Phillips Academy Observes Yom Kippur for Sixth Year; Jewish Students Welcomed at Synagogues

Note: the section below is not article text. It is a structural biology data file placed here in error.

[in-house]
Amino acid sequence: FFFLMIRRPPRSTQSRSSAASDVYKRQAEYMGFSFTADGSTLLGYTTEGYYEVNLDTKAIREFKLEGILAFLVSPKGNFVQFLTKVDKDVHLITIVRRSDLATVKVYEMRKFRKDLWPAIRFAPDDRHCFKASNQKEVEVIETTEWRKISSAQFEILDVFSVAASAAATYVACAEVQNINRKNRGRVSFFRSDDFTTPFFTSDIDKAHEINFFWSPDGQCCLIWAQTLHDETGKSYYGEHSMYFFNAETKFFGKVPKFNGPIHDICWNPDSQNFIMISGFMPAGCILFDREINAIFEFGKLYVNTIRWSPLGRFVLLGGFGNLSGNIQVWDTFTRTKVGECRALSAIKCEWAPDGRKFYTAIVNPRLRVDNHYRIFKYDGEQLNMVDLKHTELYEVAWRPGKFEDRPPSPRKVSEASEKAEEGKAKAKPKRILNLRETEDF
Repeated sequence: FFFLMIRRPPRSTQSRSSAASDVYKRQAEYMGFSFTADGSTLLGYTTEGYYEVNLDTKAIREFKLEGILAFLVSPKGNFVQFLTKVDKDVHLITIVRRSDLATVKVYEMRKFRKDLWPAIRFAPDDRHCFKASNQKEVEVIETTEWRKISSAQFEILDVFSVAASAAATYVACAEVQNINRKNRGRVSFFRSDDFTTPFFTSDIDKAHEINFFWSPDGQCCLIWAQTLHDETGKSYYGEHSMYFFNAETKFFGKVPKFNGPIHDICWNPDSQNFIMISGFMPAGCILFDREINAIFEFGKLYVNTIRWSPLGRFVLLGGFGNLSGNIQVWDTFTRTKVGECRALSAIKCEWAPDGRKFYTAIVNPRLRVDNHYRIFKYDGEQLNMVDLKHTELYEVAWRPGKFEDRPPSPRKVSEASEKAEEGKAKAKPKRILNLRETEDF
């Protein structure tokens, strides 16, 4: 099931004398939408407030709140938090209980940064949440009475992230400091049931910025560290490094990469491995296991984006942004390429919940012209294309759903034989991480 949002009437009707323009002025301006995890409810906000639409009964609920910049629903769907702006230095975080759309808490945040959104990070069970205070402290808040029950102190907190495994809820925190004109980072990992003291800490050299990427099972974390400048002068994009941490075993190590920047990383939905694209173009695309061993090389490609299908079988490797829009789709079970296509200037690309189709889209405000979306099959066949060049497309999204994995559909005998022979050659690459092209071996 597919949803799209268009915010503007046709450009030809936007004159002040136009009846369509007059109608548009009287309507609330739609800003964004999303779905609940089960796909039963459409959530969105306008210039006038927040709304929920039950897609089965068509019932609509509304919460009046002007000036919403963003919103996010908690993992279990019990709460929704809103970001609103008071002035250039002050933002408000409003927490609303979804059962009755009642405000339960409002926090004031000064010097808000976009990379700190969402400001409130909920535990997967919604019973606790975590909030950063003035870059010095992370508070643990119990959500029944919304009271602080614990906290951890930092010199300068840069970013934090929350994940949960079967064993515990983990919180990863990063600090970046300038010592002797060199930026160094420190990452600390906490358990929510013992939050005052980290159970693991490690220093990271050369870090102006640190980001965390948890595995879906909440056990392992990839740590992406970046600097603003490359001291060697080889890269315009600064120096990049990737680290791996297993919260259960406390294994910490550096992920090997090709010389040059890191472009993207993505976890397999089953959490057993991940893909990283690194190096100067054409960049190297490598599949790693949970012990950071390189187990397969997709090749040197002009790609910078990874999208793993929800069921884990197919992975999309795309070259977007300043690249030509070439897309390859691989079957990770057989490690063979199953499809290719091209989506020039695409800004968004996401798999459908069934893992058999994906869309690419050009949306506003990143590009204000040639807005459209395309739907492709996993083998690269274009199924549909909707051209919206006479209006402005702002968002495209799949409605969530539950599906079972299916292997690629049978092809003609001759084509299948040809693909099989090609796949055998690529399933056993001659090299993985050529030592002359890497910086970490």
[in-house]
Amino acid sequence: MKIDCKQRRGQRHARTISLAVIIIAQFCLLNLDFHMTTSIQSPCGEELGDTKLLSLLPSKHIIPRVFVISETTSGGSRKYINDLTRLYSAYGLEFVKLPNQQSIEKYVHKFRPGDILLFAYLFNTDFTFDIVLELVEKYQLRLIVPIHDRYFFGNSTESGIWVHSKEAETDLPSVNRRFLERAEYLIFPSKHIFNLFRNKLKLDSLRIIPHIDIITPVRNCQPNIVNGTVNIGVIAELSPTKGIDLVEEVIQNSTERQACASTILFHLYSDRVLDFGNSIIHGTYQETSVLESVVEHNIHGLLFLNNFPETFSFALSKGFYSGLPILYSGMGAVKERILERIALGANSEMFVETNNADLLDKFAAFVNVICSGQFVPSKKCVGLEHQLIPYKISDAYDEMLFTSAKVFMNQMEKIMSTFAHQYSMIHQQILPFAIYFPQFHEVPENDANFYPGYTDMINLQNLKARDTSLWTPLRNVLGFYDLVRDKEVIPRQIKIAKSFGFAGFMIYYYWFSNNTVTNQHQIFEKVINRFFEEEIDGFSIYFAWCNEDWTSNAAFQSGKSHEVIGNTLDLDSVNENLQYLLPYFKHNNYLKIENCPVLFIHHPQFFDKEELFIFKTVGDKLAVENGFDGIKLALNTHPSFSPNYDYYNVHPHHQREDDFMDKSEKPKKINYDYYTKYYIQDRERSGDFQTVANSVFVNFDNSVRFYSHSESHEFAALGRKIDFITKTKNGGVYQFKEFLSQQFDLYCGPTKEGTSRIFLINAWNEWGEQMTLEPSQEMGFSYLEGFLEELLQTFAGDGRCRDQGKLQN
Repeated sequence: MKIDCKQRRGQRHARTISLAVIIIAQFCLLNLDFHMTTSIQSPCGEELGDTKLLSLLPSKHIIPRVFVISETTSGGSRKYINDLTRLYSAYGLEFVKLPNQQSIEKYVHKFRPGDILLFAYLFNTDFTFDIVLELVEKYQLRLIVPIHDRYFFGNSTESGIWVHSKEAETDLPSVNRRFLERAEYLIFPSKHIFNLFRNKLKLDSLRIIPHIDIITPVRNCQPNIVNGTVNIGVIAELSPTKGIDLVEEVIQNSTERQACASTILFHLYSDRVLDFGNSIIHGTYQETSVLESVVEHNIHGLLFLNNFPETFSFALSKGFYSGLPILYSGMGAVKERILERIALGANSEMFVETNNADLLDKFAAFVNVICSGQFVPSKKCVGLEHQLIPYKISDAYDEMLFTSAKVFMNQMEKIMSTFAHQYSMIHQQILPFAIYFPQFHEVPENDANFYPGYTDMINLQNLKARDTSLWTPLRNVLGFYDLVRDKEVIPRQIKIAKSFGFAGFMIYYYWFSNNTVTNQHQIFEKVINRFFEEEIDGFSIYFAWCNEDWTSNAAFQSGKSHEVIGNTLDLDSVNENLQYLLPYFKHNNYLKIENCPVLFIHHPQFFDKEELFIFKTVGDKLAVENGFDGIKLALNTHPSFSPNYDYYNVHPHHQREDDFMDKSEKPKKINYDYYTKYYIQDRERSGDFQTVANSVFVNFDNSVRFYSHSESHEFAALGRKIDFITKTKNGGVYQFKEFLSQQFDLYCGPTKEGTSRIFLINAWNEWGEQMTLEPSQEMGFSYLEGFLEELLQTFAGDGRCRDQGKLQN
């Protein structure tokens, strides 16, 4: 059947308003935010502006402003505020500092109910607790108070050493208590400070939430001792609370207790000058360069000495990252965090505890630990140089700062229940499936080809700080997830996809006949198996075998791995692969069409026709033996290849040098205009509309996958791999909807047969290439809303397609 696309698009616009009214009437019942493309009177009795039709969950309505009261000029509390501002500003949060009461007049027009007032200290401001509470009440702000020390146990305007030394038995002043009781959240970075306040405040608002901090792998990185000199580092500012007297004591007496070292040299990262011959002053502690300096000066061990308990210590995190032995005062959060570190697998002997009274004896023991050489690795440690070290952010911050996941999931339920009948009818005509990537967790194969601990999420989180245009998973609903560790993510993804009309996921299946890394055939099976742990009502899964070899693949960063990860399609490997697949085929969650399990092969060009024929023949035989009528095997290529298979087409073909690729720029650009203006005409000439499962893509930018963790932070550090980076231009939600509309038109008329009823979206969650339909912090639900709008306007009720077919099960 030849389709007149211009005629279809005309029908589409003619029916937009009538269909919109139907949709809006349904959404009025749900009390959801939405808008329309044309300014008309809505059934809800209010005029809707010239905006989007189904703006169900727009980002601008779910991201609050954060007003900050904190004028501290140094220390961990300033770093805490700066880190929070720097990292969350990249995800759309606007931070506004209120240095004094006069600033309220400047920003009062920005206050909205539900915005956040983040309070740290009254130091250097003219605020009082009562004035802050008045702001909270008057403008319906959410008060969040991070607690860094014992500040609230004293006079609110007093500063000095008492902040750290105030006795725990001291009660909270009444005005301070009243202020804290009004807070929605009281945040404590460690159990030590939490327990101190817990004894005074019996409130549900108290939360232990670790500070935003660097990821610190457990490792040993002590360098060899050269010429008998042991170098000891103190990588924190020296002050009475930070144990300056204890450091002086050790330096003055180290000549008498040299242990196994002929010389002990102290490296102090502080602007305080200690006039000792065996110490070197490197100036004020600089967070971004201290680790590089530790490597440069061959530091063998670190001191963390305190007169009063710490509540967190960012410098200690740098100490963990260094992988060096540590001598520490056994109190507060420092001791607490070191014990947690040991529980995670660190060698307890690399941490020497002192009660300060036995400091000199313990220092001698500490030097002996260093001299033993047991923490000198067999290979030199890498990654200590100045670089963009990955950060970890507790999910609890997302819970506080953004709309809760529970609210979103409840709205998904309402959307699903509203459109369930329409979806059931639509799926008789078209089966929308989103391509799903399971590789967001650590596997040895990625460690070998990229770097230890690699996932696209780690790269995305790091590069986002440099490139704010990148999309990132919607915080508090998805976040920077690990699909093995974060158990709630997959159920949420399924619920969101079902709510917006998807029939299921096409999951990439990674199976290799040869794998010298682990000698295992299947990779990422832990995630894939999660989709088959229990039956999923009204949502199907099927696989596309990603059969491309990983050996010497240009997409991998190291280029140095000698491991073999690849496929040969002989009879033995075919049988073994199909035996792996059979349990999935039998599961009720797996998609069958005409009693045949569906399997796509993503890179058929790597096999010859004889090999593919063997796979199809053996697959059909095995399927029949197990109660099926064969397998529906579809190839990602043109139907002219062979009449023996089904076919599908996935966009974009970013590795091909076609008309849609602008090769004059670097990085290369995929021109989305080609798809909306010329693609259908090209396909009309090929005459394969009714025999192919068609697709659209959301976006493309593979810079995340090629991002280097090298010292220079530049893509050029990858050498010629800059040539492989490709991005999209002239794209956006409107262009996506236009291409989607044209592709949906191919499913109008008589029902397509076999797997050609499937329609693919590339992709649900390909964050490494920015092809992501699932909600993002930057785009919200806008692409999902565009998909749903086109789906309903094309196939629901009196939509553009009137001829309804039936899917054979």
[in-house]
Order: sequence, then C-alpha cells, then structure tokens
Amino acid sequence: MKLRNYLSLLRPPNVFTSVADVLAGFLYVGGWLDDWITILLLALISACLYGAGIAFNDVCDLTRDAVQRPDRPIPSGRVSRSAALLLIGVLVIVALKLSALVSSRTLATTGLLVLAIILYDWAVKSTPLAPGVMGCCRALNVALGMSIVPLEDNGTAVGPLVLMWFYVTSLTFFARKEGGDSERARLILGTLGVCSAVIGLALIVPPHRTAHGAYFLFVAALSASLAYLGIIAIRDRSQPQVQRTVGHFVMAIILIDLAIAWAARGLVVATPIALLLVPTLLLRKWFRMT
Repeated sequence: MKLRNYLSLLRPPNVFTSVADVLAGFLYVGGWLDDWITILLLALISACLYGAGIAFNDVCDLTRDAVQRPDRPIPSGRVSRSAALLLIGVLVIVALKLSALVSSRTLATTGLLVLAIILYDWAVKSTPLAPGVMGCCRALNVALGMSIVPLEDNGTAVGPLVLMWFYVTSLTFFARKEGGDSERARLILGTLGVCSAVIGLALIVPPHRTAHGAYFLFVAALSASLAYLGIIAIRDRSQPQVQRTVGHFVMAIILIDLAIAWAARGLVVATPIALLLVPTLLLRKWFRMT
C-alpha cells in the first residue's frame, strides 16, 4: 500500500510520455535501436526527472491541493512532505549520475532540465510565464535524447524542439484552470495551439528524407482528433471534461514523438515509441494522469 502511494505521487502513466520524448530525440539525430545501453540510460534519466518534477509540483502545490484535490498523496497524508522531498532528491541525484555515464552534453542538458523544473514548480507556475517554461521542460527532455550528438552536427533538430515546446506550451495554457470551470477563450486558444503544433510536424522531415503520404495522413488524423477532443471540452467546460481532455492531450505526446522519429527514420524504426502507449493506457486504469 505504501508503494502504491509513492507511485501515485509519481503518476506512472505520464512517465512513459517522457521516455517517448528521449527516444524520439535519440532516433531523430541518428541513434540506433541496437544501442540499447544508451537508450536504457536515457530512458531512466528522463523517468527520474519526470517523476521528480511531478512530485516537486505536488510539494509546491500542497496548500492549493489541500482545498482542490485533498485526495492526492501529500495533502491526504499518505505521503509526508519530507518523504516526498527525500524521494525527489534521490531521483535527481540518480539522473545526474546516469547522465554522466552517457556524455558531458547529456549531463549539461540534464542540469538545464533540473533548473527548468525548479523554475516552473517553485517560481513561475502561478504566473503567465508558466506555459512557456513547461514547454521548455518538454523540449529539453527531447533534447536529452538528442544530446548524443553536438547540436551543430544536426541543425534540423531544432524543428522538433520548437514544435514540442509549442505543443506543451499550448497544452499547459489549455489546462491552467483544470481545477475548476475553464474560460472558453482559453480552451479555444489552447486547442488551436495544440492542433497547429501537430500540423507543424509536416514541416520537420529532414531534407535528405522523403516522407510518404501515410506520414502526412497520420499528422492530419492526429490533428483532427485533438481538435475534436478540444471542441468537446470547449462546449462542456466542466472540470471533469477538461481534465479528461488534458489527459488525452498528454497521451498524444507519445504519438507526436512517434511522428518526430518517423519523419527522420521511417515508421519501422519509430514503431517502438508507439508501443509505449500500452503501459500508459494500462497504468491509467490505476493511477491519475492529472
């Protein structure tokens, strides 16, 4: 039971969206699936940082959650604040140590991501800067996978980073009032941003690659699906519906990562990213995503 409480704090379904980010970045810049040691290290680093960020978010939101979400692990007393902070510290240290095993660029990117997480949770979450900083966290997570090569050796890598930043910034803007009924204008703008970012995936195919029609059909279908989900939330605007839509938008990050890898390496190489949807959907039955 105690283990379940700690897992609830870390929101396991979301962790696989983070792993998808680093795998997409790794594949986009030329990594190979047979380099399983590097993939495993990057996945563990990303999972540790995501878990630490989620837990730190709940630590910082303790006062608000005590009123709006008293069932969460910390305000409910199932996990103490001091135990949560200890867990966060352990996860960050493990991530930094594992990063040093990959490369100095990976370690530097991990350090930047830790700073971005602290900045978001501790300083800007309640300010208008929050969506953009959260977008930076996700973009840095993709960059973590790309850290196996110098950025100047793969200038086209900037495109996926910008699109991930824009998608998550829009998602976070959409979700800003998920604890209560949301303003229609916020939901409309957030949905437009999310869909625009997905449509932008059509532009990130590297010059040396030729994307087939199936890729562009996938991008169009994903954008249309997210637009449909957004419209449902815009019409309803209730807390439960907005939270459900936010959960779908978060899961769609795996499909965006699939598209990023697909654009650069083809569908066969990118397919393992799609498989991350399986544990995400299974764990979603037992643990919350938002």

Phillips Academy gave the entire student body a Thursday free of classes in honor of the Jewish holiday Yom Kippur. Phillips Academy discontinued school and activities on Yom Kippur six years ago. Yom Kippur is a complete Sabbath; therefore observing Jews cannot do any work that day. Jewish Chaplain Neil Kominsky said, “It is immensely helpful to Jewish students at Andover. Before the school made the decision to forgo classes, it was a very difficult decision for students, especially new students, to let go of their academic obligations for a day in honor of their religious ones.” He continued, “It is a time when you interrupt daily life to really focus on your spiritual life.” About 80 current Andover students are Jewish, representing 10 to 11 percent of the student body. Most Jewish students spent the day in Synagogue for prayers and services. Most of the Jewish population consider Yom Kippur the most important holiday of the Jewish Year. Yom Kippur takes place on the tenth day of Tishrei, the seventh month of the Jewish year. This year it fell on Thursday, October 13. “Traditionally, Yom Kippur is the single most important, solemn occasion in the Jewish calendar. It is the day of reflection and atonement and an occasion for examining your beliefs,” said Rabbi Kominsky. Yom Kippur means “Day of Atonement” in Hebrew. It is the final chance for Jews to atone for sins they committed in the previous year, before God records these acts in his “book.” If the sinner does not demonstrate repentance by the end of Yom Kippur, God’s judgment is sealed. Yom Kippur, however, is only a day to atone for sins between an individual and God, such as slandering, breaking rules, or misconduct. Sins against another person must be atoned for before Yom Kippur. In these cases, the sinner has to seek reconciliation directly with the offended person. Yom Kippur includes a 25-hour fast beginning at sunset the night before and continuing until after nightfall. Jews are not supposed to eat or drink anything, including water. Other lesser-known requirements of the holiday include special bathing and anointing rituals, as well as the wearing of specified clothing. To insure safety, Rabbis agree that pregnant women and children under nine years old may forego these practices. Others with health concerns may engage in the holiday but are also permitted to break their fast. Other important Jewish Holidays include Rosh Hashanah, the Jewish New Year, which occurs on the first and second days of Tishrei. Like the American New Year, Rosh Hashanah is a time to reflect on the past year and make resolutions for the upcoming year. Like Yom Kippur, Rosh Hashanah is a day of fasting and Sabbath. Another well-known Jewish holiday is the Pesach, or Passover. Passover celebrates the Exodus of the children of Israel from Egypt after generations of slavery. The Jewish people spread lamb’s blood over their doors so that God would “pass over” them. Following the plague of death, they could escape. The most famous Jewish holiday of all is Chanukah, or Hanukkah, the “festival of lights.” It commemorates the miracle of the oil that burned for eight days when it only should have lasted one. This is why eight candles are lit on the Menorah, one added on each day of this holiday.